Agree, and I can’t wait. And it’s about time to start changing the language.

    • Steve

      Reply

      Thanks Raymond. I wanted to change some of the language in this post but I realized certain words are needed for people of the church today to even understand what I am talking about. 🙂

  • “6. Team Leadership in churches will become a reality.” Growing up in African churches with a believe of a fourth person in the Trinity (or quadity lol),- god the Pastor – reading this was like being in a boxing ring with Floyd Mayweather. Thanks for breaking that box Steve!

    • Steve

      Reply

      Thanks Mel. I understand the African church context a bit. Also my wife comes from the American South “Where the pastor is high and lifted up and his train fills the temple” 🙂

  • April

    Reply

    I can’t even begin to tell you how much I love this article! I’m sharing it with everyone I know! I PRAY your insight is correct because all of this is MUCH needed change!!!!

    • Steve

      Reply

      Thanks April, thats very kind! I hope it all comes about as well 🙂

  • Michael McGlynn

    Reply

    Steve,Thanks again for a “thought-filled” post. I think… I must confess, I need some help here. So this is not a comment as much as it is a call to help me think and work my way thru this on a personal and practical level. I have been a “tent-making” / “bi-vocational” pastor for the last 7 years. I would love to be a full time, strictly vocational pastor in the traditional sense. However, I have felt for sometime that many of the things you see and have said in this post are true or are becoming true. How does a “modern” guy with “post modern” tendencies and “millennial” sensitivities navigate his way into these uncharted waters. At the edge of my internal map it says “there be dragons out there”. Change has never been a problem for me.I have been accused of being too flexible. However, I am having trouble finding the markers, not the road map, the cairns of confirmation, for this new direction for me? Is it just a matter of faith? Or are there some practices I can engage to help with the transition. “Help me Obi Won Kanobi your my only hope.” 😉

  • Steve

    Reply

    Michael, Thanks for sharing openly about an issue that is so personal. I don’t want to give a quick response as what you wrote is a path shared by myself and thousands of others. I also feel like a horse and buggy builder watching the first Model Ts zooming the road and wonder what I’m supposed to be doing. Let me weigh this…I may need to do a post.

    Can’t wait to hear more about your trip to Ireland!

  • I have been part of a church w “team leadership” most of my adult life. It has many benefits as you have pointed out. But what also happens is that someone becomes a de facto senior pastor. For a while in our church he was even called a “lead pastor” which I thought comical. This struggle for leadership (dare I say power?) is inevitable w a bunch of men – another good reason women should be in pastoral roles, but that’s another discussion.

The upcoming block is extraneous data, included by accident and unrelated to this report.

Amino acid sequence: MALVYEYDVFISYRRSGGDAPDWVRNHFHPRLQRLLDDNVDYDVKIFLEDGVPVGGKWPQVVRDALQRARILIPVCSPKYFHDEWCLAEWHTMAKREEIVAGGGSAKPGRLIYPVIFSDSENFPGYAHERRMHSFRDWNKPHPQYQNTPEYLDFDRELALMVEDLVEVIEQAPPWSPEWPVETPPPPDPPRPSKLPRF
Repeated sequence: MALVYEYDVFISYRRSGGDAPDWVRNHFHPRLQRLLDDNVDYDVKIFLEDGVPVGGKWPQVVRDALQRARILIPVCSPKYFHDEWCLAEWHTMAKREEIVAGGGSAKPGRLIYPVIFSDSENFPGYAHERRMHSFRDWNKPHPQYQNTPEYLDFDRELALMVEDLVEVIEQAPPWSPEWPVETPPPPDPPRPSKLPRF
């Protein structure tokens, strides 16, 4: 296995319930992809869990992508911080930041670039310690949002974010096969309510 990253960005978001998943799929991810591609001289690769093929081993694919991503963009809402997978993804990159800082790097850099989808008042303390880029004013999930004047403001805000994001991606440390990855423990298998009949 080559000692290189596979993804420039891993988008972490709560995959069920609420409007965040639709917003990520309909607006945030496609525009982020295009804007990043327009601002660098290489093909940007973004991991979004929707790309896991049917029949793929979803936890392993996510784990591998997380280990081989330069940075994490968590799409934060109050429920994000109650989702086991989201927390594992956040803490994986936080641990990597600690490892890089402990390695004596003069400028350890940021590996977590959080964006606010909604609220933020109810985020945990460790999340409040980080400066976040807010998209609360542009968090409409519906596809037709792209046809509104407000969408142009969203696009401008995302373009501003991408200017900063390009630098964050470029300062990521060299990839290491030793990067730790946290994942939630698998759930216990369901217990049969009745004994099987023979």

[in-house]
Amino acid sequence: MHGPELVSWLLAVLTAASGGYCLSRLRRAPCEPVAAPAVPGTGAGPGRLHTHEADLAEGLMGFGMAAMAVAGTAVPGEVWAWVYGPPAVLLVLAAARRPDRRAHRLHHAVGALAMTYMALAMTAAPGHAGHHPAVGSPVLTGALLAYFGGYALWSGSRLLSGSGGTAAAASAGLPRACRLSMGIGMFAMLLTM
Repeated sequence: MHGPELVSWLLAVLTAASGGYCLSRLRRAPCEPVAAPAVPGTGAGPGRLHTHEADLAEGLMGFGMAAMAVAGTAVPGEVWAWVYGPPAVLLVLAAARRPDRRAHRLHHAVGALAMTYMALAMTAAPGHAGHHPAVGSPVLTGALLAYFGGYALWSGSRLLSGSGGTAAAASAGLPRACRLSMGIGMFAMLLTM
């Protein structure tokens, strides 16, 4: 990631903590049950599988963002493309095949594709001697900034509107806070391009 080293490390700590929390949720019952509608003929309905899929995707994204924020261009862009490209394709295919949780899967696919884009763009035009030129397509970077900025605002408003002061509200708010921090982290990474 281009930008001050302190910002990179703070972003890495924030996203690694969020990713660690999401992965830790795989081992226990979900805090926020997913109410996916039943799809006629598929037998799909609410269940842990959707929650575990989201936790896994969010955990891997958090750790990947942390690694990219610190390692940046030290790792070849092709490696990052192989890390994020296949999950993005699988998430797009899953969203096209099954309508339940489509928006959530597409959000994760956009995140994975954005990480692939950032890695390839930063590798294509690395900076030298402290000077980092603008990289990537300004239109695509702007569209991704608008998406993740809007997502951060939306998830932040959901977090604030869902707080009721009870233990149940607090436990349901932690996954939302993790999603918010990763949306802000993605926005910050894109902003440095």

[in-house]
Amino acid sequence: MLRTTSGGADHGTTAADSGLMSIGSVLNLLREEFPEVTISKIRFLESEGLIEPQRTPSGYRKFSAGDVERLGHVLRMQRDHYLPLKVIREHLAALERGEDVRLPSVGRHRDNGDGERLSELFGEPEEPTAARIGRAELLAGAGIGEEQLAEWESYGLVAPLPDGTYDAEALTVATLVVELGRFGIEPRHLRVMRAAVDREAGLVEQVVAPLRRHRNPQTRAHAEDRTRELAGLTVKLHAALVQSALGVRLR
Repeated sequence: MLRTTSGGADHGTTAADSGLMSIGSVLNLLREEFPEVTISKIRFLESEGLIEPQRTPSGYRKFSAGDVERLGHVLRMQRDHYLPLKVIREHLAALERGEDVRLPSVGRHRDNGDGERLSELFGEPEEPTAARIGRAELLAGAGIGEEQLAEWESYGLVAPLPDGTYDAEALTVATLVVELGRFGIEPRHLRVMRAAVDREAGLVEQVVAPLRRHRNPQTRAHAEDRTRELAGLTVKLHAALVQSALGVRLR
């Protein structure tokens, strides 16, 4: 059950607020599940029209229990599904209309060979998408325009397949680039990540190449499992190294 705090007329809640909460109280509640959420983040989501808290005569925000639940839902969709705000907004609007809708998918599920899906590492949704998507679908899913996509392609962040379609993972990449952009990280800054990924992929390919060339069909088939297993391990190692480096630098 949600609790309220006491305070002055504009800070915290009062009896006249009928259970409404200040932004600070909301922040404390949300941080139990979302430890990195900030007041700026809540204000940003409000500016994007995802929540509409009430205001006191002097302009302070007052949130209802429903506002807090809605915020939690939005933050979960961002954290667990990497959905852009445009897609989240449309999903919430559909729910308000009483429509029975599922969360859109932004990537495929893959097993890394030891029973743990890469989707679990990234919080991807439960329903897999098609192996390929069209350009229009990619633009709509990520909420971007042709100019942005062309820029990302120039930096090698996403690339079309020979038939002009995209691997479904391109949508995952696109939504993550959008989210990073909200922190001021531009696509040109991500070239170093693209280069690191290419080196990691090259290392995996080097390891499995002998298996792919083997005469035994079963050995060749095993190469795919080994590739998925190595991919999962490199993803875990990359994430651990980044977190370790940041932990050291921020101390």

• Steve

      Reply

      I think what can upset the applecart is when some members of the team have jobs outside the church and others don’t. The weight of expectation then gets placed on those who are paid by the church to “produce”. There are a number of exciting ideas emerging though in regards to leadership…in addition to breaking up the “male” monopoly. 🙂

    • Steve

      Reply

      Thanks! 🙂

  • Dougie

    Reply

    NT Wright’s theology is emergent and wrong.

    • Steve

      Reply

      I appreciate the comment but I’m not sure we can dismiss one of the most respected New Testament scholars simply as “emergent and wrong”

  • isn’t it interesting how so many “well-meaning” religious people today bash the church, but seldom ever write or talk about the sincere folks who make up the church and honor God in all they do – we live in the generation of “Bash the Church” and you get to write books and blogs – Yes, the church (by the way the church is people) is ever evolving, meeting needs of society, reaching out to the hurting and homeless, but like all “news” it is not about what is healthy but what is perceived as wrong –

    • Steve

      Reply

      Fran, I’m sorry if you see this post as “bash the church”. As someone who has been in church leadership for nearly 30 years I wrote this simply to share from my experience changes I see coming. And I believe they are positive changes!

      • Sorry to offend you – Many times I have to remember to stick to the post and not interject a new thought – My thoughts were not so much your posting – by the way, as a conservative, I agree with most of what your said – my thoughts were meant to be another perspective of what the “church” is experiencing today – and as a conservative, I too, am evaluating where and how believers follow the commands of Jesus – yet without diminishing the authority of Scriptures. For many years we have been taught “to hate the sin, but love the sinner” and I think sometimes we “hate the sin” so much we forget how to love. – Yes, the church is changing and many of the changes are positive…
        Fran